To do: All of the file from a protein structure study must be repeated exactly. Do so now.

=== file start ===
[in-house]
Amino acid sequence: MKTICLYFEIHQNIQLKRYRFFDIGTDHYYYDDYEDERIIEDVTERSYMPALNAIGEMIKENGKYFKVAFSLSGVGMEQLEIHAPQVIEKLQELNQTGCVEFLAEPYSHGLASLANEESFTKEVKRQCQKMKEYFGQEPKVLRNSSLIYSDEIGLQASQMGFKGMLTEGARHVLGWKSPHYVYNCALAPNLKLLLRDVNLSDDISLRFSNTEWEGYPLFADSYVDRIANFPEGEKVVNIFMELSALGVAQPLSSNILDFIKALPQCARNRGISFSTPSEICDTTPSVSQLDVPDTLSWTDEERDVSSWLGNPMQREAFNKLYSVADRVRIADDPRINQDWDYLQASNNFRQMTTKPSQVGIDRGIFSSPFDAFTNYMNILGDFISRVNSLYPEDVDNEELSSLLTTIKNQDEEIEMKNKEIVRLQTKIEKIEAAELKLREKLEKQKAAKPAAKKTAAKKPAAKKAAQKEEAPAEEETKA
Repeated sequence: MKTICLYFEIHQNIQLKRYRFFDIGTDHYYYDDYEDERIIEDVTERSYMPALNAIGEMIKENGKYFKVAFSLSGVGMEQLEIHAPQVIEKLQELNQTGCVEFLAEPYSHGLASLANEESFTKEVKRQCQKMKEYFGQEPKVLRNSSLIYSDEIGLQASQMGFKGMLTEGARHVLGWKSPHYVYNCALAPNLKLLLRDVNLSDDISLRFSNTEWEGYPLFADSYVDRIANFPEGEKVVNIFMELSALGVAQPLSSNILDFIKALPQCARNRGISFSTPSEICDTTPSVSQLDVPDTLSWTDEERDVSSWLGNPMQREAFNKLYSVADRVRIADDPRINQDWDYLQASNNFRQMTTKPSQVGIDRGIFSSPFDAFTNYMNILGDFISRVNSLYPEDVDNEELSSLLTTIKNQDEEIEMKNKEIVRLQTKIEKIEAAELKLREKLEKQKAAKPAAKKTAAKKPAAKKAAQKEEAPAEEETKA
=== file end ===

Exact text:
[in-house]
Amino acid sequence: MKTICLYFEIHQNIQLKRYRFFDIGTDHYYYDDYEDERIIEDVTERSYMPALNAIGEMIKENGKYFKVAFSLSGVGMEQLEIHAPQVIEKLQELNQTGCVEFLAEPYSHGLASLANEESFTKEVKRQCQKMKEYFGQEPKVLRNSSLIYSDEIGLQASQMGFKGMLTEGARHVLGWKSPHYVYNCALAPNLKLLLRDVNLSDDISLRFSNTEWEGYPLFADSYVDRIANFPEGEKVVNIFMELSALGVAQPLSSNILDFIKALPQCARNRGISFSTPSEICDTTPSVSQLDVPDTLSWTDEERDVSSWLGNPMQREAFNKLYSVADRVRIADDPRINQDWDYLQASNNFRQMTTKPSQVGIDRGIFSSPFDAFTNYMNILGDFISRVNSLYPEDVDNEELSSLLTTIKNQDEEIEMKNKEIVRLQTKIEKIEAAELKLREKLEKQKAAKPAAKKTAAKKPAAKKAAQKEEAPAEEETKA
Repeated sequence: MKTICLYFEIHQNIQLKRYRFFDIGTDHYYYDDYEDERIIEDVTERSYMPALNAIGEMIKENGKYFKVAFSLSGVGMEQLEIHAPQVIEKLQELNQTGCVEFLAEPYSHGLASLANEESFTKEVKRQCQKMKEYFGQEPKVLRNSSLIYSDEIGLQASQMGFKGMLTEGARHVLGWKSPHYVYNCALAPNLKLLLRDVNLSDDISLRFSNTEWEGYPLFADSYVDRIANFPEGEKVVNIFMELSALGVAQPLSSNILDFIKALPQCARNRGISFSTPSEICDTTPSVSQLDVPDTLSWTDEERDVSSWLGNPMQREAFNKLYSVADRVRIADDPRINQDWDYLQASNNFRQMTTKPSQVGIDRGIFSSPFDAFTNYMNILGDFISRVNSLYPEDVDNEELSSLLTTIKNQDEEIEMKNKEIVRLQTKIEKIEAAELKLREKLEKQKAAKPAAKKTAAKKPAAKKAAQKEEAPAEEETKA